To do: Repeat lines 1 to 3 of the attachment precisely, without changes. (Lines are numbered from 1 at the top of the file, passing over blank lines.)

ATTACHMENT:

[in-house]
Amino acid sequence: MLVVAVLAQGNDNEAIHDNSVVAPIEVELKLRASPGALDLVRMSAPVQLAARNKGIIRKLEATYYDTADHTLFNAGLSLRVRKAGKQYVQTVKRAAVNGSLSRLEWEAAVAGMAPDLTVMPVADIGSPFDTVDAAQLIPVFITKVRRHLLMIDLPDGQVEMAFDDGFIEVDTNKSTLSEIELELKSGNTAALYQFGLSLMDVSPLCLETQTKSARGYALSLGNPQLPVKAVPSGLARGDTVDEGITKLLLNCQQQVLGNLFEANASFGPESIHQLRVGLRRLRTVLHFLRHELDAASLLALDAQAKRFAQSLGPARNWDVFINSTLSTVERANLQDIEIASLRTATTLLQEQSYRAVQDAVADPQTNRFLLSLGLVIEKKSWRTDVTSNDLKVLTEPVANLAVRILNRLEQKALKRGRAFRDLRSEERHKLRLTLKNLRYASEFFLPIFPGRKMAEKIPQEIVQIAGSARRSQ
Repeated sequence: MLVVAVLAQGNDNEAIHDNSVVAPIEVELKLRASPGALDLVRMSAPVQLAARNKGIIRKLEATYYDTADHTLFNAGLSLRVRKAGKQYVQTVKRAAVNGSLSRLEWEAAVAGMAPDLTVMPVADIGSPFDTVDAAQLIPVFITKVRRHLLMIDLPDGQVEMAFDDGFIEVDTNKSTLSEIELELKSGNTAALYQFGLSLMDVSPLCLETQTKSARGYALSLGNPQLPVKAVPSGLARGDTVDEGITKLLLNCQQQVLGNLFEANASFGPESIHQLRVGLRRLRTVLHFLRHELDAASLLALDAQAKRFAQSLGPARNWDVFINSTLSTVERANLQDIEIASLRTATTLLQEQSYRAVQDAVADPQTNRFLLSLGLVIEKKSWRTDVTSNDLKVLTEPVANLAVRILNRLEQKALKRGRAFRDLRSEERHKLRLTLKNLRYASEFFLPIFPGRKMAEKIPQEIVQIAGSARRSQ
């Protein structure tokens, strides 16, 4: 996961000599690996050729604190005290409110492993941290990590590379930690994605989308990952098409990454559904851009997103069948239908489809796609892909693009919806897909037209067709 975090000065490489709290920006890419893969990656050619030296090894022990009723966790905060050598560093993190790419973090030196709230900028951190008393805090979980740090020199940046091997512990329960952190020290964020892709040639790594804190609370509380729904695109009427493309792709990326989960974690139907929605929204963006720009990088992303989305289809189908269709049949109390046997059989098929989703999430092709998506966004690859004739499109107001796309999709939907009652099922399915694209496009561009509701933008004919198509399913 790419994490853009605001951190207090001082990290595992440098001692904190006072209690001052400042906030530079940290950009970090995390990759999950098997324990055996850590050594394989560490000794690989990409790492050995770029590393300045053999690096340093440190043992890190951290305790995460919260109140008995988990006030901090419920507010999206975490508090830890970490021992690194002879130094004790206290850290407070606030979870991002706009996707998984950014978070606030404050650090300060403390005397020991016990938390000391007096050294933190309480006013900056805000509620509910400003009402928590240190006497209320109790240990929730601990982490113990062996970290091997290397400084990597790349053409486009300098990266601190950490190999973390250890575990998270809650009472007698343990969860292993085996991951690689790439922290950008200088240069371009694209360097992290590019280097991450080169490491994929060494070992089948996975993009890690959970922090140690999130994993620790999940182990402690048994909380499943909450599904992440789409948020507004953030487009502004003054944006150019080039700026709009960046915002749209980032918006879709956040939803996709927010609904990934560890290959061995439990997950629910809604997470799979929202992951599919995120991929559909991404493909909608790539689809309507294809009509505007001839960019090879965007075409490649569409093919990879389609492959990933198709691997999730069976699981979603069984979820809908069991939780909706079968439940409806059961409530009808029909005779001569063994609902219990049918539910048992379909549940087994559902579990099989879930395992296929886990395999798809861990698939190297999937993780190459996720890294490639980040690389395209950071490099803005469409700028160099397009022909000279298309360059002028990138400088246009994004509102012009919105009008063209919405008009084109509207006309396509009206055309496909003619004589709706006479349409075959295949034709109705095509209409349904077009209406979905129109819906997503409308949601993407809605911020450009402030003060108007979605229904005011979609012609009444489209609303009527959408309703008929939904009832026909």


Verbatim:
[in-house]
Amino acid sequence: MLVVAVLAQGNDNEAIHDNSVVAPIEVELKLRASPGALDLVRMSAPVQLAARNKGIIRKLEATYYDTADHTLFNAGLSLRVRKAGKQYVQTVKRAAVNGSLSRLEWEAAVAGMAPDLTVMPVADIGSPFDTVDAAQLIPVFITKVRRHLLMIDLPDGQVEMAFDDGFIEVDTNKSTLSEIELELKSGNTAALYQFGLSLMDVSPLCLETQTKSARGYALSLGNPQLPVKAVPSGLARGDTVDEGITKLLLNCQQQVLGNLFEANASFGPESIHQLRVGLRRLRTVLHFLRHELDAASLLALDAQAKRFAQSLGPARNWDVFINSTLSTVERANLQDIEIASLRTATTLLQEQSYRAVQDAVADPQTNRFLLSLGLVIEKKSWRTDVTSNDLKVLTEPVANLAVRILNRLEQKALKRGRAFRDLRSEERHKLRLTLKNLRYASEFFLPIFPGRKMAEKIPQEIVQIAGSARRSQ
Repeated sequence: MLVVAVLAQGNDNEAIHDNSVVAPIEVELKLRASPGALDLVRMSAPVQLAARNKGIIRKLEATYYDTADHTLFNAGLSLRVRKAGKQYVQTVKRAAVNGSLSRLEWEAAVAGMAPDLTVMPVADIGSPFDTVDAAQLIPVFITKVRRHLLMIDLPDGQVEMAFDDGFIEVDTNKSTLSEIELELKSGNTAALYQFGLSLMDVSPLCLETQTKSARGYALSLGNPQLPVKAVPSGLARGDTVDEGITKLLLNCQQQVLGNLFEANASFGPESIHQLRVGLRRLRTVLHFLRHELDAASLLALDAQAKRFAQSLGPARNWDVFINSTLSTVERANLQDIEIASLRTATTLLQEQSYRAVQDAVADPQTNRFLLSLGLVIEKKSWRTDVTSNDLKVLTEPVANLAVRILNRLEQKALKRGRAFRDLRSEERHKLRLTLKNLRYASEFFLPIFPGRKMAEKIPQEIVQIAGSARRSQ